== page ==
Panels A and B show EEG power spectral density in all REMS and NREMS epochs during the 48-hour baseline recordings expressed as a percentage of the respective total EEG spectral power. The inset in A shows the frequency of the EEG spectral peak. The inset in B shows magnification of NREMS spectral power at frequencies <4 Hz. Panel C shows power in the delta frequency range (1–4 Hz, EEG slow-wave activity, SWA) during NREMS in baseline conditions. EEG SWA was normalized to values in the last 4 hours of the light period. Data are means ± SEM in KO and WT fed SD or HFD, with n = 9–10 per group. Abbreviations and symbols have the same meaning as in Figure 2.

https://doi.org/10.1371/journal.pone.0089432.g004

EEG spectral power during NREMS epochs in the 48-h baseline period was also greater in KO-HFD than in WT-HFD at 0.5 Hz (Figure 4B). This difference was confirmed at frequencies 0.53–0.86 Hz in ancillary analyses performed on longer (30 s vs. 4 s) EEG data windows to increase frequency resolution (data not shown), and persisted during the light period, but not during the dark period (Figure S2). KO showed lower EEG SWA during NREMS at the onset of the dark period irrespective of diet (Figure 4C). KO-HFD also showed higher EEG SWA than WT-HFD during NREMS immediately before and after the dark-light transition.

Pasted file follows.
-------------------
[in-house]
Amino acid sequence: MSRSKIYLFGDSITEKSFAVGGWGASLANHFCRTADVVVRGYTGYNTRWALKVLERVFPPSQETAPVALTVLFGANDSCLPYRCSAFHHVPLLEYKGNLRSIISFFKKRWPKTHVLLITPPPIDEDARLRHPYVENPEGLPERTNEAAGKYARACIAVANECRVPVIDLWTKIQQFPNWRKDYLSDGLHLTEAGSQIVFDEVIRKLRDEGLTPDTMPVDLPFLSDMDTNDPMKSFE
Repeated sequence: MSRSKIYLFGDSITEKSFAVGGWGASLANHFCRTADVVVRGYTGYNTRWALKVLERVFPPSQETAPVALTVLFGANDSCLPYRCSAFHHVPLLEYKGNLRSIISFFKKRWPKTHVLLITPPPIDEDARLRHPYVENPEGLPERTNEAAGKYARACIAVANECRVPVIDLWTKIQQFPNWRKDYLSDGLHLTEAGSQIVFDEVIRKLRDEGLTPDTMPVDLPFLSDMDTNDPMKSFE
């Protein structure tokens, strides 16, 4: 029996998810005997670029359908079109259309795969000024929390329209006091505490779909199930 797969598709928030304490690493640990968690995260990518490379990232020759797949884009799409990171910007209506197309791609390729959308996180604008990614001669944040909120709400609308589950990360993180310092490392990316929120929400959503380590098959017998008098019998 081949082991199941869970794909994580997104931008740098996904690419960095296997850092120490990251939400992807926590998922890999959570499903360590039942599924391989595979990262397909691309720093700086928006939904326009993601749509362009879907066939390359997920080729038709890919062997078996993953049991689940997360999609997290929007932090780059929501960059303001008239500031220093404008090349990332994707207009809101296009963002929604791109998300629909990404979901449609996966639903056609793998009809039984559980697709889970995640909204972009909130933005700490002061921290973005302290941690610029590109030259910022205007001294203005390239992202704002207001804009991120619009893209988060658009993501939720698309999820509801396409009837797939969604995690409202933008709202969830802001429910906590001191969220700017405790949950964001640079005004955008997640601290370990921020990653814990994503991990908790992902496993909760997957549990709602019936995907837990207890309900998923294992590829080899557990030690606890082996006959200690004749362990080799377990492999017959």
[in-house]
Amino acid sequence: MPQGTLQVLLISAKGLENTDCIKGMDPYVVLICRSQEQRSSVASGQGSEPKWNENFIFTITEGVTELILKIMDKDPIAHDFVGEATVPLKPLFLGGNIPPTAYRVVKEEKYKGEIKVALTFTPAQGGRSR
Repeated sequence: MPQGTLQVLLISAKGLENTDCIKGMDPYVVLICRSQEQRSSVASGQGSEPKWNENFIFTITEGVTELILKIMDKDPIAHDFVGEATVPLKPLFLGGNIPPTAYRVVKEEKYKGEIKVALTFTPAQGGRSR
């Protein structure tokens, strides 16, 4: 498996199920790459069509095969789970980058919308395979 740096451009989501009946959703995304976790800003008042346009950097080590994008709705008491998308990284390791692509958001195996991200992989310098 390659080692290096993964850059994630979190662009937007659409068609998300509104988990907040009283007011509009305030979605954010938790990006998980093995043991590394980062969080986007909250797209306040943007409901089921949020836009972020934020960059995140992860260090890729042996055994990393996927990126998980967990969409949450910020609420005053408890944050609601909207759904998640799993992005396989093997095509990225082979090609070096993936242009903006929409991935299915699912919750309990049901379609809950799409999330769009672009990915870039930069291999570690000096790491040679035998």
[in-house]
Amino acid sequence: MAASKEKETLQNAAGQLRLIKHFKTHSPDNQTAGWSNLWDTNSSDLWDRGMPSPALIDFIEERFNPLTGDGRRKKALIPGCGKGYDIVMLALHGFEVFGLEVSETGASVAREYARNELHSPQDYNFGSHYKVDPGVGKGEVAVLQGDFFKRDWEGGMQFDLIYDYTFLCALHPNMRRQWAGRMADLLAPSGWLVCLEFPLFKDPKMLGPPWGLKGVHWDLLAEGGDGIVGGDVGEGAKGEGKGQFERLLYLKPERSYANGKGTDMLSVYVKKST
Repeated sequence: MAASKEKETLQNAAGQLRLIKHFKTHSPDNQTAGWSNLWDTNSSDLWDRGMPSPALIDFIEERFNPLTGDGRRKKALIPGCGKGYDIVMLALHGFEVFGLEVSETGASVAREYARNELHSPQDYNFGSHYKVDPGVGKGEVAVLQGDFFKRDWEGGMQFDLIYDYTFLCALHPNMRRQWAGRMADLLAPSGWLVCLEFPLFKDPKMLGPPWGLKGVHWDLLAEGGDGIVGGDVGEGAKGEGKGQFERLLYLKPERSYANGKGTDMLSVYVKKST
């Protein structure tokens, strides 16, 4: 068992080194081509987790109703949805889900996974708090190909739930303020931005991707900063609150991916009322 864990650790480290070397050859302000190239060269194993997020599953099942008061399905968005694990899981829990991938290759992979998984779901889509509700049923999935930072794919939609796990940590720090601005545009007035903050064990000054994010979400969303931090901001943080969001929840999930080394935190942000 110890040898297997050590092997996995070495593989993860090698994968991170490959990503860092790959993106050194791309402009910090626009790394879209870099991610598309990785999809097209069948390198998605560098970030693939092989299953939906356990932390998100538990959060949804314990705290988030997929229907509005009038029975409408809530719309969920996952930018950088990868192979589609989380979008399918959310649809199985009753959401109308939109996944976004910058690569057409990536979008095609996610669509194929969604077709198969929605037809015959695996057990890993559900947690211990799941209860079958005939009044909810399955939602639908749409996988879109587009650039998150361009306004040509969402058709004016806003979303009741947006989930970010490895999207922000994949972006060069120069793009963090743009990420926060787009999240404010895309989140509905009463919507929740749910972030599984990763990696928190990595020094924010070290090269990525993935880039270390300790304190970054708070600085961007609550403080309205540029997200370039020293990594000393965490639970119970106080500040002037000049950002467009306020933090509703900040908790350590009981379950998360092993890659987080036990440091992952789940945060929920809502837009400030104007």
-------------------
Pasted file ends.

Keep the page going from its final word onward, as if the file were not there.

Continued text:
We did not find any significant difference in the EEG spectral power during REMS and NREMS, including its SWA, between WT-HFD and WT-SD or between KO-HFD and KO-SD. The EEG spectral power during epochs of wakefulness in baseline recordings also did not differ significantly among groups of mice either during the light or during the dark period (Figure S3).

KO Mice fed HFD had Impaired REMS Homeostasis

Notwithstanding the increase in sleep pressure due to prior sleep deprivation, KO spent less time asleep and more time awake than WT during sleep recovery in the dark (Figure 5A–C), in agreement with findings during baseline recordings (Figure 2A,D,G). After 18 hours of sleep recovery, WT had recovered approximately 80% of the REMS time lost during sleep deprivation irrespective of diet (Figure 5D). REMS recovery was significantly less effective in KO-HFD (32%) than in WT-HFD, whereas it did not differ significantly between KO-SD and WT-SD. Taking into account all mice under study, mice showing the greater propensity to wakefulness during the dark period at baseline showed the worse REMS recovery (Pearson r = −0.33, P = 0.04, n = 38). Recovery of NREMS lost during sleep deprivation did not differ significantly among groups either in terms of time (Figure 5E) or intensity, the latter as judged from EEG SWA (Figure 5F). Differences in EEG SWA did not occur among mice during NREMS with increased sleep pressure during sleep recovery. Similarly, we did not find any significant difference between WT-HFD and WT-SD or between KO-HFD and KO-SD in sleep homeostasis after sleep deprivation.